1001 Inventions Expedition to the Ancient City of Fez

The Expedition is Over!

Watch The Highlights Today



1001 Inventions completed the expedition to the historic city of Fez with the lucky global competition winners. The expedition took place from the 4th - 9th March 2013 and proved to be an exhilarating experience for the whole team. 

Below is a short video of highlights from the Expedition. Look out for the full adventure, coming soon......

Our intrepid explorers travelled to the ancient city of Fez to uncover the significance of the mysterious artefact in the circular photograph above.

The artefact in this photograph has stood for centuries, in the historic city of Fez, Morocco. But what did it mean to those who designed it? And what part did it play in the history of this ancient and atmospheric place?

Under the guidance of the 1001 Inventions expert historians, the team gained unprecedented access to unique locations and sights, pieced together the meaning of the pictured artefact and uncovered Fez’s ancient past, revealing their findings to a worldwide audience. There was a twist in the tale, the 1001 Inventions Expedition Leader set the team an exciting group challenge during the trip. Watch the video above and all will be revealed.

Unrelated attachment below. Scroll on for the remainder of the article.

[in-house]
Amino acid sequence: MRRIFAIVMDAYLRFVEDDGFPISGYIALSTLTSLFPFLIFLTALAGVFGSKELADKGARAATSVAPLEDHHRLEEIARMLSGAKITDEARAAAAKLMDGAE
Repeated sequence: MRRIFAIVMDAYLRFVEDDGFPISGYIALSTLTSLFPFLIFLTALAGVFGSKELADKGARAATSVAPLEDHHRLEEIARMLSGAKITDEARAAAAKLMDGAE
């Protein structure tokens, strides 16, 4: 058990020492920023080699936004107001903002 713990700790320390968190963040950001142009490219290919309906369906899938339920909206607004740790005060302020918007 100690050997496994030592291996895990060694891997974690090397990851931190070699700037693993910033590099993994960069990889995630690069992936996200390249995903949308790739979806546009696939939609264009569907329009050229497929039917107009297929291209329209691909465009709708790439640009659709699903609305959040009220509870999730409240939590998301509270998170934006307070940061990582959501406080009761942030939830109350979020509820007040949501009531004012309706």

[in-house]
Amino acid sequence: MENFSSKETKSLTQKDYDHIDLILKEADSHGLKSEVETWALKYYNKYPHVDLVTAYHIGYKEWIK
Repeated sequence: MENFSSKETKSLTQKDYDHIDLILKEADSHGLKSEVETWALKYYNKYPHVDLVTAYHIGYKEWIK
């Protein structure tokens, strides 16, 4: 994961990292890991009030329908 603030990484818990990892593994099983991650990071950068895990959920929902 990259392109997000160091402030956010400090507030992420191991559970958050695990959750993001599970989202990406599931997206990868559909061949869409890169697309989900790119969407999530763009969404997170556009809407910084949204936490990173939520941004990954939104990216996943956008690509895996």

The Wonders of Fez


Fez is a magical place, founded over a thousand years ago and still almost untouched by industrialisation. The competition winners will breathe the air of the ancients in bazaars filled with crafts and spices, drink tea in tranquil courtyards, visit historic tanneries and ceramic workshops, and see the palaces, mosques and fountains of the city’s 13th century cultural heyday, when trade routes connected it with cities across Muslim civilisation.

Along winding passageways and behind tiled facades, the group will seek hidden knowledge – none more ancient than at Al-Qarawiyin University, the jewel in the city’s crown.

This mosque-university complex was funded in 859 by an enlightened local benefactor called Fatima al-Fihri. As the world’s longest-serving place of education, its corridors still bustle with busy students today.

In their explorations, the four winners will be following the example of one of the world’s most celebrated adventurers and travel writers. Over four hundred years ago, Ibn Battuta returned to his native Morocco after a journey of eye-opening length and breadth, covering more than 40 modern countries. It was the Sultan of Fez who encouraged Ibn Battuta to write the Rihla, the account of his incredible travels.

Please refresh your browser if you cannot see the playlist video player